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A big boom jingled already worried Paris



PARIS – A strong boom shocked Paris and its suburbs on Wednesday, stopping pedestrians, interrupting tennis players at the French Open and sending social media to speculation about the origins of the noise.

The source turned out to be a fighter that broke through the sound barrier while he heard, authorities quickly said, appealing for calm and asking residents, annoyed by the sound, to stop calling emergency lines.

But in a city still deeply affected by devastating terrorist attacks in 2015 – and smaller, sporadic incidents since then – many have thought, even if only for a moment, “Is this another one?”

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The threat of terrorism in the French capital has never diminished, authorities often warn, but fears of an attack have been particularly noticeable in the past week. On Friday, a man attacked two people by cutting meat in front of the former Paris offices of the satirical newspaper Charlie Hebdo, amid an ongoing trial against several people in connection with the 2015 attack on the publication.

The fighter jet, France’s Rafale, was pulled from an air force base about 100 miles east of Paris to help a civilian plane that lost contact with air traffic control, the French air defense command said in a statement on Twitter.

The plane was allowed to travel at supersonic speed just before noon as it flew over Creteil, a southeastern suburb of Paris, to catch up quickly with the plane heading for Brittany. The boom immediately slammed windows in the area.

“Radio communication with the civilian aircraft has been restored and the situation is normalizing,” the statement said, adding that French fighter jets or helicopters intervene in more than 200 such incidents each year.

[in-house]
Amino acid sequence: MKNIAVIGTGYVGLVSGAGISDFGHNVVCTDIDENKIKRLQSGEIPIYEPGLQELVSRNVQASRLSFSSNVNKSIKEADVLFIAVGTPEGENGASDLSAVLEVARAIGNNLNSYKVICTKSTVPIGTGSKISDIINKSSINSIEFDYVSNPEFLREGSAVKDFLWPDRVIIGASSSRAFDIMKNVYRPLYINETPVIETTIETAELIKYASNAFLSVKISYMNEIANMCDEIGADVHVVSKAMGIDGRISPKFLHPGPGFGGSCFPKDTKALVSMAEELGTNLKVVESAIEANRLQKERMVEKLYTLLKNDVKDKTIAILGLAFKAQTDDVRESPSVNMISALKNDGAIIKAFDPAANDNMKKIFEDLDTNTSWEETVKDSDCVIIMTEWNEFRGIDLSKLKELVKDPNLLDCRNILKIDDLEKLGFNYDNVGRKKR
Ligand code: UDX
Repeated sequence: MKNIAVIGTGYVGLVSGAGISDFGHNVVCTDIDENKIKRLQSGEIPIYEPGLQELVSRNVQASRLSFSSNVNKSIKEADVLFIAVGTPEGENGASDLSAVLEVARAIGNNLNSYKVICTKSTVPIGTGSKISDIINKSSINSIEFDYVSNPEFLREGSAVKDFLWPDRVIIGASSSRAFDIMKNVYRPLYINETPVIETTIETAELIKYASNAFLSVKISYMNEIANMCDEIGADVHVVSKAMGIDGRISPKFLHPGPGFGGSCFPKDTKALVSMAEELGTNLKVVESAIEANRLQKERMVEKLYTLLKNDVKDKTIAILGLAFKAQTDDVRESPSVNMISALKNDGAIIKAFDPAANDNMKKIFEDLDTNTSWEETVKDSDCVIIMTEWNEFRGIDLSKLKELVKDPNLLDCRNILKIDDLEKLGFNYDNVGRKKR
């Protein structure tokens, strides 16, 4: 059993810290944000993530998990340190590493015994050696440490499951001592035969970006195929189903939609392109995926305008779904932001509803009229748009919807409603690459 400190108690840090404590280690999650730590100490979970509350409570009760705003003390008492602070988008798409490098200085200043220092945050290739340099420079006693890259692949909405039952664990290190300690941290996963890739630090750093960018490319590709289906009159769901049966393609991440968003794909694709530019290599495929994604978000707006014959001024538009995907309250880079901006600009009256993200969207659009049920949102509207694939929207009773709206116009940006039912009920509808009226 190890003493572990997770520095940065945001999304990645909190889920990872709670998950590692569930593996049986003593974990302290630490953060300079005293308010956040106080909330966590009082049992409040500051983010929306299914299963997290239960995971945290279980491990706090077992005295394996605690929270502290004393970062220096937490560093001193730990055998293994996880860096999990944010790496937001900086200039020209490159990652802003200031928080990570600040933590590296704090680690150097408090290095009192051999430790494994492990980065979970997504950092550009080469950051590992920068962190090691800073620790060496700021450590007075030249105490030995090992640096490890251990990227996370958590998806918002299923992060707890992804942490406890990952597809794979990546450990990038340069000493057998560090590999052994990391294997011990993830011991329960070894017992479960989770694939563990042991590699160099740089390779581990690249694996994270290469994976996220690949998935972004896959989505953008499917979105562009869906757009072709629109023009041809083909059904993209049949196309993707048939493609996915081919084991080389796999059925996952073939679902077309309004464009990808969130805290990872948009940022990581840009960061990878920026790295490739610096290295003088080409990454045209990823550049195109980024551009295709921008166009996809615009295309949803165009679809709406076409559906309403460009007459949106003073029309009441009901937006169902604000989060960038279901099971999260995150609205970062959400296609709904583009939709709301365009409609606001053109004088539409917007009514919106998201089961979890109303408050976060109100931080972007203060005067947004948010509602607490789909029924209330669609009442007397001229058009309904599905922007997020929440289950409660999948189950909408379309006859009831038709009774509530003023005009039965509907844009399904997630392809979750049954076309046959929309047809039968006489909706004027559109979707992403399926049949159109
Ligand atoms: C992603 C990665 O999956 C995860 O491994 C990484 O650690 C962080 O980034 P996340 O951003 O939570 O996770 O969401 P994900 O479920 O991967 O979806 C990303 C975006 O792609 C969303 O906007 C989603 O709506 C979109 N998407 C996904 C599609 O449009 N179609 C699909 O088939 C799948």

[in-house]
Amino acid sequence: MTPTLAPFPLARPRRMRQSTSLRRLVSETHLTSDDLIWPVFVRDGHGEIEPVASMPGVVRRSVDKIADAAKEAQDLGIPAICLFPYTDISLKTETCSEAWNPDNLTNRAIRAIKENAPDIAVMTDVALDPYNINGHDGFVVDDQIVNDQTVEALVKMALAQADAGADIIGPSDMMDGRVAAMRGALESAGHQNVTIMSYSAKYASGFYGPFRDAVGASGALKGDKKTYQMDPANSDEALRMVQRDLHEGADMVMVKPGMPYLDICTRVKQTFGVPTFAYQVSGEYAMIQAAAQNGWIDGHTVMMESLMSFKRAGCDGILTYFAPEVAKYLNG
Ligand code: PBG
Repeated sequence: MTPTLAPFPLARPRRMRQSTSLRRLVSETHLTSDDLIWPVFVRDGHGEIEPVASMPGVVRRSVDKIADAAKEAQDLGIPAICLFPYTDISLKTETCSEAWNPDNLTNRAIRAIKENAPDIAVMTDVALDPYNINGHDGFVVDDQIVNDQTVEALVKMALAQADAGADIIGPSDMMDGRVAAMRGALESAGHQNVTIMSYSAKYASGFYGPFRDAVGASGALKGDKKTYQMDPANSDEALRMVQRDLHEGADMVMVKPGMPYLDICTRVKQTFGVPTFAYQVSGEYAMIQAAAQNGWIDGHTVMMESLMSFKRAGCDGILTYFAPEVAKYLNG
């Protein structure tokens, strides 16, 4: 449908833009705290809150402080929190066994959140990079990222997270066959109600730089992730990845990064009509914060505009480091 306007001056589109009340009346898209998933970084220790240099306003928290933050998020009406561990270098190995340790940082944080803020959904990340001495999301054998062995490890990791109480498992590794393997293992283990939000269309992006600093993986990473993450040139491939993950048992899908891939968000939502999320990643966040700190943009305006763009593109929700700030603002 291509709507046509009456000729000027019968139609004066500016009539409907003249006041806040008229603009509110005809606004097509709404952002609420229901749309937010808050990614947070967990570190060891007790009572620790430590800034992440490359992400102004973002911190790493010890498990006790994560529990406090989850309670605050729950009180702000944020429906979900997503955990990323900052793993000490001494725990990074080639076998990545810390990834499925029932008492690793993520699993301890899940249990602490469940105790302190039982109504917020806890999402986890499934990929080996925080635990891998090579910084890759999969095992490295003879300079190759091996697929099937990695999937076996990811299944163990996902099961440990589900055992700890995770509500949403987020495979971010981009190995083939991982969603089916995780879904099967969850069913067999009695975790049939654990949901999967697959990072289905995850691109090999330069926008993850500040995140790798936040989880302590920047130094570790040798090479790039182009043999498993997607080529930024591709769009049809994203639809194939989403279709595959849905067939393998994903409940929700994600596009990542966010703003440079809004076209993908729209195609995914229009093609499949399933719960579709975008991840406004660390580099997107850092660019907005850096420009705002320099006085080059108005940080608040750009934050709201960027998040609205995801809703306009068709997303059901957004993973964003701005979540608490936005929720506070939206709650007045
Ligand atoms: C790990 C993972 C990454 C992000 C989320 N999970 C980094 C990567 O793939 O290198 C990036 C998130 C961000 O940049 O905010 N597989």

The sound of the jet could be heard throughout the city and even a few miles away in its sprawling suburbs.

The boom even briefly interrupted a tennis match between Stan Wawrinka and Dominique Köpfer at the French Open, which took place in the western part of Paris. In an almost empty stadium – due to restrictions related to the coronavirus pandemic – both men stopped playing and stared at the sky in bewilderment as the noise echoed through the empty stands.

The video, which was widely circulated on social media, was eerily reminiscent of a football match at the Stade de France, a stadium north of the capital, in November 2015, when a loud explosive noise was heard.

In this case, however, the threat was real. The source of the noise is a suicide bomber who blew up an explosive vest right in front of the stadium as the first in a series of deadly attacks in and around Paris that eventually left more than 100 dead.

Elian Peltier contributed to the reporting.




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